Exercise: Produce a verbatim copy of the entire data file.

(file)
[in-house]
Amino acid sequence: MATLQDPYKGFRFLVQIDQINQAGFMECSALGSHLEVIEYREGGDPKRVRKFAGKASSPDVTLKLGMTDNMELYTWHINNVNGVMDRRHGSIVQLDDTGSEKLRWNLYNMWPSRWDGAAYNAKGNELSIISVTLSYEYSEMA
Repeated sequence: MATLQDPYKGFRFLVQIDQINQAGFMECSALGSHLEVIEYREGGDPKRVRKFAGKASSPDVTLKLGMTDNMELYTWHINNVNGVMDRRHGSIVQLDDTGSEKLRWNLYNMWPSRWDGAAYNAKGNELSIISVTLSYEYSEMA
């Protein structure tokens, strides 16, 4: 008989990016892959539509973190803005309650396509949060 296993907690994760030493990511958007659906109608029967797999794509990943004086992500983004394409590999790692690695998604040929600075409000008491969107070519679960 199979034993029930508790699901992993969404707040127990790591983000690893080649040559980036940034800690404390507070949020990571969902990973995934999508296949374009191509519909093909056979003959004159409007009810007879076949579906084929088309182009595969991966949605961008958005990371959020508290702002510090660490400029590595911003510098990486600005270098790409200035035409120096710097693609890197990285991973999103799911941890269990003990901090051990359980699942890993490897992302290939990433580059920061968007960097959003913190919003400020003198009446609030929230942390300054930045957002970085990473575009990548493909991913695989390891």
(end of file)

[in-house]
Amino acid sequence: MATLQDPYKGFRFLVQIDQINQAGFMECSALGSHLEVIEYREGGDPKRVRKFAGKASSPDVTLKLGMTDNMELYTWHINNVNGVMDRRHGSIVQLDDTGSEKLRWNLYNMWPSRWDGAAYNAKGNELSIISVTLSYEYSEMA
Repeated sequence: MATLQDPYKGFRFLVQIDQINQAGFMECSALGSHLEVIEYREGGDPKRVRKFAGKASSPDVTLKLGMTDNMELYTWHINNVNGVMDRRHGSIVQLDDTGSEKLRWNLYNMWPSRWDGAAYNAKGNELSIISVTLSYEYSEMA
């Protein structure tokens, strides 16, 4: 008989990016892959539509973190803005309650396509949060 296993907690994760030493990511958007659906109608029967797999794509990943004086992500983004394409590999790692690695998604040929600075409000008491969107070519679960 199979034993029930508790699901992993969404707040127990790591983000690893080649040559980036940034800690404390507070949020990571969902990973995934999508296949374009191509519909093909056979003959004159409007009810007879076949579906084929088309182009595969991966949605961008958005990371959020508290702002510090660490400029590595911003510098990486600005270098790409200035035409120096710097693609890197990285991973999103799911941890269990003990901090051990359980699942890993490897992302290939990433580059920061968007960097959003913190919003400020003198009446609030929230942390300054930045957002970085990473575009990548493909991913695989390891």